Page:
,Hong Kong

Building smarter Hong Kong retail with in-store AI

By Lawrence Chia

Behind the bright facades of their shop windows, there is a darkening gloom enveloping Hong Kong retailers. And it's no wonder: August 2016 was the 16th consecutive month of declining sales in the sector.

It is widely reported that Mainland Chinese travellers have spent less. At the same time, according to research by Nielsen, 88% of Hong Kong consumers shopped online in the 12 months preceding March 2016.

Of course, this doesn't spell doom for the physical retail space. People will always go out, and will always be tempted by what they see in a real shop window. Many will simply prefer the experience of visiting a physical shop and 'trying before buying'.

But it is undeniable that the sheer convenience of online shopping has made a dent in the traditional retail model. Its impact will only deepen in the foreseeable future, until some kind of new balance is reached in the sector. In the meantime, there will be many casualties.

Making bricks-and-mortar 'smarter'
However, there are ways for bricks-and-mortar retailers to fight back. One idea was advanced by Li and Fung in their white paper The Disruptors Series: Robots as Store Associates: "Customers expect to complete their shopping journeys quickly and efficiently, so in these instances, robots or kiosks would be able to deliver more effectively."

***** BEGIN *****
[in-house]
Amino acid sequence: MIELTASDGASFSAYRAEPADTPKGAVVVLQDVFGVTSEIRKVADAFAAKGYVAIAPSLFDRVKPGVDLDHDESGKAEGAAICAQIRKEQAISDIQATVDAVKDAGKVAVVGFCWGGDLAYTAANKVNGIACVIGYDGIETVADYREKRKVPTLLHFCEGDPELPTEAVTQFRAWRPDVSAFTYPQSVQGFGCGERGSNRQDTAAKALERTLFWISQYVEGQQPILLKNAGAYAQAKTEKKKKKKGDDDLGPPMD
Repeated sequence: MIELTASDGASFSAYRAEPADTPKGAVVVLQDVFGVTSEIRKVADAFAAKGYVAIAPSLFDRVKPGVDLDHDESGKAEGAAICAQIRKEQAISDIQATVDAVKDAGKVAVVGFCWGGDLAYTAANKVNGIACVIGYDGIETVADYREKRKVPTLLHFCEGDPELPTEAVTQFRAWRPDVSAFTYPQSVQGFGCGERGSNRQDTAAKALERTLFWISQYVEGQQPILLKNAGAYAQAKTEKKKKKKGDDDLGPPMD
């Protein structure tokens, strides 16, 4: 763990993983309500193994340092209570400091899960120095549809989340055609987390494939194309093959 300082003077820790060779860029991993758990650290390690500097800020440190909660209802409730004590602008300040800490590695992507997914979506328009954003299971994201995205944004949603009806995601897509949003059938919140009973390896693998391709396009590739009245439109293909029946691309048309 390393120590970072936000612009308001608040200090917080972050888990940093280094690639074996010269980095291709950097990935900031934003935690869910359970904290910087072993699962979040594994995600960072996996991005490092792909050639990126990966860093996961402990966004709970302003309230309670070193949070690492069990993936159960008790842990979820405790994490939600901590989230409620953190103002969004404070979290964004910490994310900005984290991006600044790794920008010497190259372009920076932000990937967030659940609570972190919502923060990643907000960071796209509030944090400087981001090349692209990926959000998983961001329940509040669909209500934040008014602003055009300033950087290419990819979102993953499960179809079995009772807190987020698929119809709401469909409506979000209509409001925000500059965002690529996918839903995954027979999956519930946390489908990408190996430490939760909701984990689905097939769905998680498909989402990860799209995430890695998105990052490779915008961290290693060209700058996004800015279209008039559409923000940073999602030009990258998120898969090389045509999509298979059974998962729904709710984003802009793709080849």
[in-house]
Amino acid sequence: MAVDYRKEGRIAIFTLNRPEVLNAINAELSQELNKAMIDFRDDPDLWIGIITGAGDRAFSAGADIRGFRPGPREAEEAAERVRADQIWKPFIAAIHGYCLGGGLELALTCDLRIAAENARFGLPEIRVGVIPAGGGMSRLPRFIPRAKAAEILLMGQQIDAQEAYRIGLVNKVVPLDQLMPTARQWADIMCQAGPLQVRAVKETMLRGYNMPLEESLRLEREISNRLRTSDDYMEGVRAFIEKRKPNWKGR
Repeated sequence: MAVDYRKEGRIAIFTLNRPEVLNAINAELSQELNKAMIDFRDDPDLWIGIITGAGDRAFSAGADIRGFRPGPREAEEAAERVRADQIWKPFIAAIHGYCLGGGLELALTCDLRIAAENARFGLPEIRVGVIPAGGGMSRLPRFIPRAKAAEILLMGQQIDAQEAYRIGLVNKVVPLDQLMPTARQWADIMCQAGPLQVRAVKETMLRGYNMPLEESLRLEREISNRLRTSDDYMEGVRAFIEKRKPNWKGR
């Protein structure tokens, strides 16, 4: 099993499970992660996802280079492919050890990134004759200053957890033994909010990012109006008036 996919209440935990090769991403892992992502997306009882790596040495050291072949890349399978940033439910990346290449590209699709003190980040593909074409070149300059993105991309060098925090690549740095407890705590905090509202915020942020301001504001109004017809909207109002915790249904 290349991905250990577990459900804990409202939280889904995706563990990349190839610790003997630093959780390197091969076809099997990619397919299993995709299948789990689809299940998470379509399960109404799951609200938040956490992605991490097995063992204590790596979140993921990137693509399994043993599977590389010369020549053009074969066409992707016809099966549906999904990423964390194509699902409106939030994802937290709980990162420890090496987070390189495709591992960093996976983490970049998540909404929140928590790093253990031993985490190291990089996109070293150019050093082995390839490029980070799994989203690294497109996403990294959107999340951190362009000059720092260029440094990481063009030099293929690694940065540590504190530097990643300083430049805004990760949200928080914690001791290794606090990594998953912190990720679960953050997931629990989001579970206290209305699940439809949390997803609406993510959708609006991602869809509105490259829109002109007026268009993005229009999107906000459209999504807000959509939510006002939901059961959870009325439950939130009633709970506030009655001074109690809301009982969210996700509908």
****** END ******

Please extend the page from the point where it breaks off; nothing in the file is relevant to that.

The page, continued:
The concept of Artificial Intelligence (AI) in the bricks-and-mortar shop could create something completely new, combining the most attractive strengths of both retail models. Strategically placed kiosks, for example, could offer customers the enhanced access to product information, product comparison, and fuss-free product search abilities they have come to expect from online retailers – but in a setting that also allows them to 'try before they buy', and enjoy the instant gratification of taking their purchase away with them rather than waiting for delivery.

AI could also mimic online retailers such as Amazon by 'learning' individual customer habits, and then offering personalised product suggestions on subsequent visits. Data provided by the customer to the 'robot shop assistant' would also help the retailer to monitor stock, extrapolate future demand, respond to customer concerns, and further tailor the experience more closely to their expectations.

Trailblazing the 'robot shop assistant'
In-shop AI isn't a totally unproven concept either, at least outside of Hong Kong. In Japan, both the Mitsubishi department store and Toshiba have already 'employed' Aiko Chihira, a humanoid robot, in customer service. The robot has proved quite effective in such tasks as giving directions and promoting in-store marketing campaigns.

In the USA, retailing giant Macy's has taken another tack on in-store AI with a mobile app that transforms customers' phones into shop assistants. Their 'mobile shopping companion' even personalises itself by learning user buying habits over time.

These are only two approaches to the same goal of creating a 'physical online experience', but both offer at least a good possibility of disrupting the juggernaut of online shopping. For Hong Kong retailers, sooner or later, it may be worth a try.

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